Questions, answers, and the search for meaning

One of the common statements made in favour of religion is that it provides us with answers to life’s deepest and most important questions: why are we here? how should we behave? what is the ultimate purpose of life? A commenter here once expressed dissatisfaction at my explanation of where morality comes from if not from a deity, saying that my naturalistic and philosophical explanations of the origin of morality were not going to provide “meaning” to people’s lives. I suppose the criticism assumes that religious-based morality does provide that kind of “meaning”. Atheism and science are, the criticism goes, not equipped to answer the ‘big questions’. A quote that I used to like, and would press into service in my own criticisms of atheism goes something like: Science tells you how; religion tells you why.

It’s a nice, pat phrase that allows believers to smugly assert that despite the fact that their beliefs have no basis in fact, they provide an existential framework that science simply does not address. Religious beliefs provide the kinds of answers that are ‘spiritually’ satisfying, allowing people to quiet the constant questioning that happens in the backs of their minds so that they can get on with their lives. This kind of thinking bothers me for three main reasons, which I will go to in detail.

1. They do not answer anything

Imagine for a moment you asked me why tomatoes are red, and I answer “because rain falls upwards in the southern archeosphere”. Technically, in a very shallow sense of the term, I have given you an ‘answer’. You have asked me a question, and I have given you a sentence in response that starts with the word ‘because’. The problem, immediately discernible, is that what I have told you is utter nonsense. First of all, rain doesn’t ever fall upward, regardless of where you are relative to the globe – the very concepts of “fall” and “up” are diametrically opposed. Second, the word ‘archeosphere’ is completely made up – it has no value semantically. Finally, even if my statement was valid, it has nothing at all to do with tomatoes. What I have given you is a completely useless answer.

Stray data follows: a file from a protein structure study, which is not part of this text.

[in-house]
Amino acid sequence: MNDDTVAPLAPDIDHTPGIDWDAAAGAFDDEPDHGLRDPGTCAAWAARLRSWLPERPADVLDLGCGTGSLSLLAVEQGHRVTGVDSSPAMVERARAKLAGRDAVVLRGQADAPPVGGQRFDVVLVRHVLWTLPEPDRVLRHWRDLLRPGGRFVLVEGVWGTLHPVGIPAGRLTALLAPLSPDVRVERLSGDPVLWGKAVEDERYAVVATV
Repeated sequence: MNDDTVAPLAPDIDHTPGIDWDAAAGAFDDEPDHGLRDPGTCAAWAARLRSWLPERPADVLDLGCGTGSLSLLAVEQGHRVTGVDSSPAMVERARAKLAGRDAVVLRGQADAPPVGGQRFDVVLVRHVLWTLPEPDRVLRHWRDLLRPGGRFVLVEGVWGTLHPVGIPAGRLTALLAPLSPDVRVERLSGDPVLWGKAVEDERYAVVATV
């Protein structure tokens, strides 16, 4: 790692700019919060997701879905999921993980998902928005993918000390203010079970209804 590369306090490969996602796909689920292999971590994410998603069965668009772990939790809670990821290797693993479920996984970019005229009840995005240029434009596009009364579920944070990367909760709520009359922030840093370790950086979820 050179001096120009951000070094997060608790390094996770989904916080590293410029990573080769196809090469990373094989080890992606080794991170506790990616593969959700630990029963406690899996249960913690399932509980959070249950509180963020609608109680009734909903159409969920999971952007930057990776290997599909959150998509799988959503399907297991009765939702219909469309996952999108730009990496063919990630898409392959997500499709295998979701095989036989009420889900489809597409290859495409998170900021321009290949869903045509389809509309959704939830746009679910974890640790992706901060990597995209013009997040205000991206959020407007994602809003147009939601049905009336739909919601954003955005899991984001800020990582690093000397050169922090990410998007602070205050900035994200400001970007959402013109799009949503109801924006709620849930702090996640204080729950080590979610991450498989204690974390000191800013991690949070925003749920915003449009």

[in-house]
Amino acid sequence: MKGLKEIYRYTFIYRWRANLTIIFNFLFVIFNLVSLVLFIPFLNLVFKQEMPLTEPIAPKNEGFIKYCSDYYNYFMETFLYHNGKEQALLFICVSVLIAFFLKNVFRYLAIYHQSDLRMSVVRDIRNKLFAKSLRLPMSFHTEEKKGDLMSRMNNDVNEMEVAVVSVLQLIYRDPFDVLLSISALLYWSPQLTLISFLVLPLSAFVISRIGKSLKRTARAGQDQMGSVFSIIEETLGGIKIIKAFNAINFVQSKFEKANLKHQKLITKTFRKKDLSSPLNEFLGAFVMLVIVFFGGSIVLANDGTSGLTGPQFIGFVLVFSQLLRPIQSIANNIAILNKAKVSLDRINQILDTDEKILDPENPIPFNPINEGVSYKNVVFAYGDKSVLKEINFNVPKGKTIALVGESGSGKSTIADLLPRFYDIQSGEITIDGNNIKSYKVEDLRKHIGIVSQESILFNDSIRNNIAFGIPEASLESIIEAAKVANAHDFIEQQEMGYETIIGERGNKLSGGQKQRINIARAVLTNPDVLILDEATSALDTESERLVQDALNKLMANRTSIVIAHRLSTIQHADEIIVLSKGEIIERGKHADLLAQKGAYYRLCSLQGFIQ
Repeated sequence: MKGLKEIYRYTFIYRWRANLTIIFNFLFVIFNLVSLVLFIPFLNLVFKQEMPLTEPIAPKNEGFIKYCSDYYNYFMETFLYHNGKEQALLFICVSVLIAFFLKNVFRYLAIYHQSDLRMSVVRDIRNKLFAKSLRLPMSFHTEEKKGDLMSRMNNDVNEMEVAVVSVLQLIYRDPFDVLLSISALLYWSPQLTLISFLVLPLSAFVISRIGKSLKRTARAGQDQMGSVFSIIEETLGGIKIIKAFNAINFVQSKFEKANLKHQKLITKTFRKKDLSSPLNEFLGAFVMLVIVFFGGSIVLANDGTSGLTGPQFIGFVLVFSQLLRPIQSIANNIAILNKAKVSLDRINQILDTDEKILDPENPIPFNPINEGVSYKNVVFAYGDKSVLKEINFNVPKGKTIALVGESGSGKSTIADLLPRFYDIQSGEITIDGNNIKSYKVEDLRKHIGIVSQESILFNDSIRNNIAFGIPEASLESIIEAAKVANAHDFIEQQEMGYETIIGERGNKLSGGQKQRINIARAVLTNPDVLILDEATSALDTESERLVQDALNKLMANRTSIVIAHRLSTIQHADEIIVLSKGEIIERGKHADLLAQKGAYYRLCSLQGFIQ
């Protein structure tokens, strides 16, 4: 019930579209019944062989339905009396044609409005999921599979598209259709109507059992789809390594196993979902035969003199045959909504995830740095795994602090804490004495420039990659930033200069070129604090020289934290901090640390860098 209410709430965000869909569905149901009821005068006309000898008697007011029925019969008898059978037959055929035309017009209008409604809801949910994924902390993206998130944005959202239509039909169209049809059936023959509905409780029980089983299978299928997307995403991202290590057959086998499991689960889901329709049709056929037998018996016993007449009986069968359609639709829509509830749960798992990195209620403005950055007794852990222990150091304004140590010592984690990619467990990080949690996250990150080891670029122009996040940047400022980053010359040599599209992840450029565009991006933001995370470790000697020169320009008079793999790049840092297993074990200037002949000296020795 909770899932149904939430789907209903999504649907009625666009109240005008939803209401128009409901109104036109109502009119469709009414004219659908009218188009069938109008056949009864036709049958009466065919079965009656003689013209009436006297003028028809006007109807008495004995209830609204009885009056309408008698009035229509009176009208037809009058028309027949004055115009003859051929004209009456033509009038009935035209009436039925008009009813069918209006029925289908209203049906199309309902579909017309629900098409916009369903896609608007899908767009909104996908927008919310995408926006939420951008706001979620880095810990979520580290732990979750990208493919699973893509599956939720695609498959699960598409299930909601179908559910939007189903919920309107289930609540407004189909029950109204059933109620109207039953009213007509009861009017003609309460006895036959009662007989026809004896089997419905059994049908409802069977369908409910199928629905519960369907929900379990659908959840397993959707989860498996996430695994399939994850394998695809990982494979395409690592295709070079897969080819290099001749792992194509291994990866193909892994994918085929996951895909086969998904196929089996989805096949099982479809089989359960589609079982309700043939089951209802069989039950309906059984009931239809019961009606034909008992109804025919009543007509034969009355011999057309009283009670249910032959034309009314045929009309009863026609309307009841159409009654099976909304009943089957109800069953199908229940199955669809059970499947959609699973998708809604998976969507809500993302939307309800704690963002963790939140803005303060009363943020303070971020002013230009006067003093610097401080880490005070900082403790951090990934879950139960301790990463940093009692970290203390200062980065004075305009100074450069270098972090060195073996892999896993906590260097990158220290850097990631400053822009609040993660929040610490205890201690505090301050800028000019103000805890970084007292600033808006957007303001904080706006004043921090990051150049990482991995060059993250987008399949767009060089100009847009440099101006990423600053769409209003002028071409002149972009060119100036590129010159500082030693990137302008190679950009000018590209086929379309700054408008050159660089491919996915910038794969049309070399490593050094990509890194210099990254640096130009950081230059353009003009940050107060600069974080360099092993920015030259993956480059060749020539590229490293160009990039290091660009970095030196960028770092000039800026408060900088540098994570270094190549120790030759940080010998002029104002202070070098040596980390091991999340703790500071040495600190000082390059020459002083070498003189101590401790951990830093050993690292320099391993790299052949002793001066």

It is the same with the answers that religion gives. “Why shouldn’t I kill?” “Because God says that it is wrong.” The definition of the word ‘God’ is vague and applied equally to any number of different semantic concepts. Saying that “God” says something in particular is in no way an answer to the question – it does not provide us with any information.

2. They presume uniformity of belief

But if we, for the sake of argument, grant a particular definition of a deity (and this is a major concession on my part), religious “answers” still do not reach the status of an actual answer. If you were to ask me why it is that European countries are far better off than African countries, I could give you a facile response: “it’s pretty obvious once we recognize that white people are genetically superior and predisposed to excellence.” Now, this would be an answer to your question provided that we agree on the genetic superiority of the white race. However, assuming that you aren’t a white supremacist, you’re likely going to (correctly) label my answer as non-legitimate.

It is the same for religious answers to questions. We have no reliable evidence that even if there were a deity, that your particular interpretation is correct. The response completely fails to give a meaningful answer to the question, because it is based on the assumption that all people believe in the same gods that you do. An earthquake and a hurricane on the eastern coast of the United States is an unlikely event, and many people have pronounced that it is evidence of their god’s judgment for some transgression or another. The problem, of course, is that there are a variety of imagined slights that are supposedly being punished or warned about. Not only that, but many people who agree on the basic concept of their god disagree that she/he would use such an oblique method as an earthquake and a hurricane to send her/his message. The response fails to address the question accurately.